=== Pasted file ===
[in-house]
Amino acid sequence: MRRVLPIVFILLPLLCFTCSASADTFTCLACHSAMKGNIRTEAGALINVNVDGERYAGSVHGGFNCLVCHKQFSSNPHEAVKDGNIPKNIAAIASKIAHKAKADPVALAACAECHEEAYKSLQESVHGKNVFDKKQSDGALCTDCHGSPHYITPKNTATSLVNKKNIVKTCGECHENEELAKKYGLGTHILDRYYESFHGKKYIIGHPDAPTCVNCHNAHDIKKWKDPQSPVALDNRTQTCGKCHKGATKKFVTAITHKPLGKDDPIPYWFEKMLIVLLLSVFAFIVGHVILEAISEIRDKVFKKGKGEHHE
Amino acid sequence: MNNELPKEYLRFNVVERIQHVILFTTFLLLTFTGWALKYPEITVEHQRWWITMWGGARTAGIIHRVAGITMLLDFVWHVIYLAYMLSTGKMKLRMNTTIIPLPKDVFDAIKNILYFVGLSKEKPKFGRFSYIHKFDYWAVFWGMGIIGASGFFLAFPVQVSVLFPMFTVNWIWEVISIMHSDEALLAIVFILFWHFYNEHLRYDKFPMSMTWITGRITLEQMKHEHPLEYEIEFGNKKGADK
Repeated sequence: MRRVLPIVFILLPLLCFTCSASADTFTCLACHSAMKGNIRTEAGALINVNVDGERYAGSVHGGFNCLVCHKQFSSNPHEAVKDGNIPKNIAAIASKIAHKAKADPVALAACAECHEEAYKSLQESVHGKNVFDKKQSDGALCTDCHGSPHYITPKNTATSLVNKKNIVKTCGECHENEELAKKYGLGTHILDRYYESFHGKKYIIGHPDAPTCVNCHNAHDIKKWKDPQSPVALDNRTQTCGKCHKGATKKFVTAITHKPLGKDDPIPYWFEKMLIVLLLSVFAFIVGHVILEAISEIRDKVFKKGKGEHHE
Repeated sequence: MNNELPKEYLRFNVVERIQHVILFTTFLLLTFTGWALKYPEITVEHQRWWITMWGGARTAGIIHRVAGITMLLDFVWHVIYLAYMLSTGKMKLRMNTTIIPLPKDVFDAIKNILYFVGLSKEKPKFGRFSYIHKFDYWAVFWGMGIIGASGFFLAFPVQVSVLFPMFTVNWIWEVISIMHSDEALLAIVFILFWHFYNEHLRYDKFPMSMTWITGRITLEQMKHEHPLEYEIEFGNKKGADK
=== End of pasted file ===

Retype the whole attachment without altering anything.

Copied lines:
[in-house]
Amino acid sequence: MRRVLPIVFILLPLLCFTCSASADTFTCLACHSAMKGNIRTEAGALINVNVDGERYAGSVHGGFNCLVCHKQFSSNPHEAVKDGNIPKNIAAIASKIAHKAKADPVALAACAECHEEAYKSLQESVHGKNVFDKKQSDGALCTDCHGSPHYITPKNTATSLVNKKNIVKTCGECHENEELAKKYGLGTHILDRYYESFHGKKYIIGHPDAPTCVNCHNAHDIKKWKDPQSPVALDNRTQTCGKCHKGATKKFVTAITHKPLGKDDPIPYWFEKMLIVLLLSVFAFIVGHVILEAISEIRDKVFKKGKGEHHE
Amino acid sequence: MNNELPKEYLRFNVVERIQHVILFTTFLLLTFTGWALKYPEITVEHQRWWITMWGGARTAGIIHRVAGITMLLDFVWHVIYLAYMLSTGKMKLRMNTTIIPLPKDVFDAIKNILYFVGLSKEKPKFGRFSYIHKFDYWAVFWGMGIIGASGFFLAFPVQVSVLFPMFTVNWIWEVISIMHSDEALLAIVFILFWHFYNEHLRYDKFPMSMTWITGRITLEQMKHEHPLEYEIEFGNKKGADK
Repeated sequence: MRRVLPIVFILLPLLCFTCSASADTFTCLACHSAMKGNIRTEAGALINVNVDGERYAGSVHGGFNCLVCHKQFSSNPHEAVKDGNIPKNIAAIASKIAHKAKADPVALAACAECHEEAYKSLQESVHGKNVFDKKQSDGALCTDCHGSPHYITPKNTATSLVNKKNIVKTCGECHENEELAKKYGLGTHILDRYYESFHGKKYIIGHPDAPTCVNCHNAHDIKKWKDPQSPVALDNRTQTCGKCHKGATKKFVTAITHKPLGKDDPIPYWFEKMLIVLLLSVFAFIVGHVILEAISEIRDKVFKKGKGEHHE
Repeated sequence: MNNELPKEYLRFNVVERIQHVILFTTFLLLTFTGWALKYPEITVEHQRWWITMWGGARTAGIIHRVAGITMLLDFVWHVIYLAYMLSTGKMKLRMNTTIIPLPKDVFDAIKNILYFVGLSKEKPKFGRFSYIHKFDYWAVFWGMGIIGASGFFLAFPVQVSVLFPMFTVNWIWEVISIMHSDEALLAIVFILFWHFYNEHLRYDKFPMSMTWITGRITLEQMKHEHPLEYEIEFGNKKGADK